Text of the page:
CANNIBAL HOLOCAUST (Part 1)
This is the first part of a four part review of CANNIBAL HOLOCAUST.
Are there any horror fans left who have not heard of CANNIBAL HOLOCAUST? There are certainly many who have not seen it. For those whose tastes in horror reside in the PG-13/soft-R -rated fare, CANNIBAL HOLOCAUST represents a line they dare not cross. Decades of whispered rumors about human sacrifices, animal butchery, and unbridled sadism have turned CANNIBAL HOLOCAUST into a film unlike any other, a work of true nihilism, a bloody journey straight into the heart of darkness. It is a film whose reputation is well deserved, that much is true, but it is neither as "dangerous" and/or "intolerable" as some believe. For the horror fans who have been resisting seeing CANNIBAL HOLOCAUST through the years because of its graphic content, I can only say this: see it now and do not, under any circumstances, cover your eyes. It most certainly contains very real atrocities - PETA-types will never be able to reconcile their beliefs with this film - but it also contains moments of sheer exhilaration and genuine beauty.
CANNIBAL HOLOCAUST is also one of the most cerebral horror films ever made. It has a message and it has a motive. Numerous film critics and theorists - many, if not most, much better suited than I to undertake even the most rudimentary analysis of this film - have managed to produce multiple readings of CANNIBAL HOLOCAUST. They range from political and Marxist to the more standard Freudian and Jungian readings. All of them are valid, though not all of them agree with one another. Regardless, there are more people out there who hold the belief that CANNIBAL HOLOCAUST has nothing to say, that it is nothing more than a belligerent bully masquerading as a message movie. Those people are wrong.
To understand CANNIBAL HOLOCAUST, one needs to remember the time in which it was made. This was the era of the Mondo film, a particularly nasty, useless movement in shock documentary that offered up numerous unconnected scenes of everything from autopsy footage, animal butchering and political assassinations under the guise of credible documentary. While some are of unique interest - OF THE DEAD, for example - the majority are little more than advertisements for the darker side of human nature and the inherent cruelty of the species with nothing to add to the conversations of anthropology, sociology and philosophy. While the Mondo films roots were in nudie-cutie flicks, the real breakthrough for the sub-genre came in the form of MONDO CANE (A DOG'S LIFE - 1962), a National Geographic-esque expose of bizarre rituals in both civilized and uncivilized societies. So far, so harmless. MONDO CANE was a hit in many countries, even earning an Academy Award nomination for best song. It's director, Gualtiero Jacopetti, had apparently stumbled across a formula for success. In the usual way of things, numerous Italian filmmakers followed suit.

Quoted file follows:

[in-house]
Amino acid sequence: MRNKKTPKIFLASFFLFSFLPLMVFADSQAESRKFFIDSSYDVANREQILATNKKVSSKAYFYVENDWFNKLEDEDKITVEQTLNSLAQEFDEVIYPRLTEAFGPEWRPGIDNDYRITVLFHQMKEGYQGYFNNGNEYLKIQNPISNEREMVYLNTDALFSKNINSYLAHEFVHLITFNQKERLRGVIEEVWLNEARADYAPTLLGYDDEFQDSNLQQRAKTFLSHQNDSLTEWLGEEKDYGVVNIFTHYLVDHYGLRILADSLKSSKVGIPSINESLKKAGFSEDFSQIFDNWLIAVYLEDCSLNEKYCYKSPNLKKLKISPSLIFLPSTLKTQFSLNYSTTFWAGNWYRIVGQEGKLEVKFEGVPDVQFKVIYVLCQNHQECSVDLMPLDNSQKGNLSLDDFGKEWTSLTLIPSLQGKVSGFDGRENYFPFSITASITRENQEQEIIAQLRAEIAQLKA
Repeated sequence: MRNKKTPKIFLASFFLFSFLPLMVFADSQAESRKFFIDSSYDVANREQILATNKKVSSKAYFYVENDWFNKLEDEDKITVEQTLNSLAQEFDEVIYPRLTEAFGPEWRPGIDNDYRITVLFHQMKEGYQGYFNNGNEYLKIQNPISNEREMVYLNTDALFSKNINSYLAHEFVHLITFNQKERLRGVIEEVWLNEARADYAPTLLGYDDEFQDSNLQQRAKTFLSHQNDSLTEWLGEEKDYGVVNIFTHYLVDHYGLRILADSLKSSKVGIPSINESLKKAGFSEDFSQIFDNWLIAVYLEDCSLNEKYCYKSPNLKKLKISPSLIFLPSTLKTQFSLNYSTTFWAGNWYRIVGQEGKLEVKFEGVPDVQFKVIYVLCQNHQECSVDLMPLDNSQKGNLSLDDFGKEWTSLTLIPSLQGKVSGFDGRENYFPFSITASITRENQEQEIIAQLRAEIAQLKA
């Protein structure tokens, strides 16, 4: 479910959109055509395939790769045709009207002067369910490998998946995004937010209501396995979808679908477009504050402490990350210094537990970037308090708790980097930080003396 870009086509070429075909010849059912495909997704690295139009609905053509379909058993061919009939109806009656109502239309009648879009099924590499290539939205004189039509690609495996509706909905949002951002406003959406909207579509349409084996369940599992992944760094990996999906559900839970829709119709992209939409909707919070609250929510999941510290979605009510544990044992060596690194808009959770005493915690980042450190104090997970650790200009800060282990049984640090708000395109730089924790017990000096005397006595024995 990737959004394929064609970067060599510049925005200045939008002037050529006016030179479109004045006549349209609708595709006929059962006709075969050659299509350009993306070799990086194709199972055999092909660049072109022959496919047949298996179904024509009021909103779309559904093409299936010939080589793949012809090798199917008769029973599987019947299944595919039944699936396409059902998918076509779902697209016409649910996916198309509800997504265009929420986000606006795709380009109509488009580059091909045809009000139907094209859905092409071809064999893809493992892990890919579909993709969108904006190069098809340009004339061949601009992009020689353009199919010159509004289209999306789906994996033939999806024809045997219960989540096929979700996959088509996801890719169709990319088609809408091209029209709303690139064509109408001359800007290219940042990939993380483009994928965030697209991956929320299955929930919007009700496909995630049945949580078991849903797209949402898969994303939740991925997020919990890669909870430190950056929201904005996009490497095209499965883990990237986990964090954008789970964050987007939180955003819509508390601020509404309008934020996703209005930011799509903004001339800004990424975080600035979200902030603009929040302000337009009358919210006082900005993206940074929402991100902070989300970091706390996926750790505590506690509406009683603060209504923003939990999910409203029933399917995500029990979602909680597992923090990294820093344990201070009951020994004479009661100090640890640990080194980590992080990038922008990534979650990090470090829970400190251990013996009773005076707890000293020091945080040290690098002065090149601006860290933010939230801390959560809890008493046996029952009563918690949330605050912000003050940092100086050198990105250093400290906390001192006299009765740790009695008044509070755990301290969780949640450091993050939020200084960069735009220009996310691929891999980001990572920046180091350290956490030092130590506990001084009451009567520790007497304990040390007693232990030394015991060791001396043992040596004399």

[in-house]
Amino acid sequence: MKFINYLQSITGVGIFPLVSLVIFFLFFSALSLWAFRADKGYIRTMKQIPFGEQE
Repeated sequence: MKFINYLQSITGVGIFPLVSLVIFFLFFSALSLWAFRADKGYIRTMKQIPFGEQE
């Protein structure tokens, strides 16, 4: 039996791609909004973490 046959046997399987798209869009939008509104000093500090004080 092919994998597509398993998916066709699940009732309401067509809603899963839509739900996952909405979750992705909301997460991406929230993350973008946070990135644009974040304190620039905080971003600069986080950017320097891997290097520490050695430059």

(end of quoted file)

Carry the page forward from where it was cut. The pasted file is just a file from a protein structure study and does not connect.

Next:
It became apparent rather early on to the Mondo filmmakers that sex and sexuality would not be enough to sustain the Mondo films viability. Crass sexploitation fare was so common, after all. Only four years after the release of MONDO CANE, Jacopetti, with his co-director Franco Prosperi, were in Africa shooting footage - undoubtedly for another Mondo film - when they found themselves in the heart of a revolution. This was in 1963, when the Kenyan government was taking over rule from the British. As a result, anarchy spread through many areas. The two filmmakers, recognizing they have stumbled upon something great, used their time and expenses to create AFRICA ADDIO (AFRICA BLOOD AND GUTS), a film that would alter the course of the Mondo film forever.